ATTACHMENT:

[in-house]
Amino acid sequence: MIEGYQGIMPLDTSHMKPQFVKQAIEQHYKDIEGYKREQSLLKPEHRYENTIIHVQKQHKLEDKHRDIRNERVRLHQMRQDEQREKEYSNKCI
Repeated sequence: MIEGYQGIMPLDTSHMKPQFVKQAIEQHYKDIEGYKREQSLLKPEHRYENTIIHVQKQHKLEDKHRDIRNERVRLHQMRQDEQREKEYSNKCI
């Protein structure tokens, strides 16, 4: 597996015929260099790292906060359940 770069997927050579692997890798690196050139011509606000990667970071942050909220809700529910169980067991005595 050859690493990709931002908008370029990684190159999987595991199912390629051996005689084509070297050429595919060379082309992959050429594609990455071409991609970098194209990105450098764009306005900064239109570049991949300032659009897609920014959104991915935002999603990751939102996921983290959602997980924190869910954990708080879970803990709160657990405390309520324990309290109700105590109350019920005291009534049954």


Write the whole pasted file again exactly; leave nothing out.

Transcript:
[in-house]
Amino acid sequence: MIEGYQGIMPLDTSHMKPQFVKQAIEQHYKDIEGYKREQSLLKPEHRYENTIIHVQKQHKLEDKHRDIRNERVRLHQMRQDEQREKEYSNKCI
Repeated sequence: MIEGYQGIMPLDTSHMKPQFVKQAIEQHYKDIEGYKREQSLLKPEHRYENTIIHVQKQHKLEDKHRDIRNERVRLHQMRQDEQREKEYSNKCI
């Protein structure tokens, strides 16, 4: 597996015929260099790292906060359940 770069997927050579692997890798690196050139011509606000990667970071942050909220809700529910169980067991005595 050859690493990709931002908008370029990684190159999987595991199912390629051996005689084509070297050429595919060379082309992959050429594609990455071409991609970098194209990105450098764009306005900064239109570049991949300032659009897609920014959104991915935002999603990751939102996921983290959602997980924190869910954990708080879970803990709160657990405390309520324990309290109700105590109350019920005291009534049954």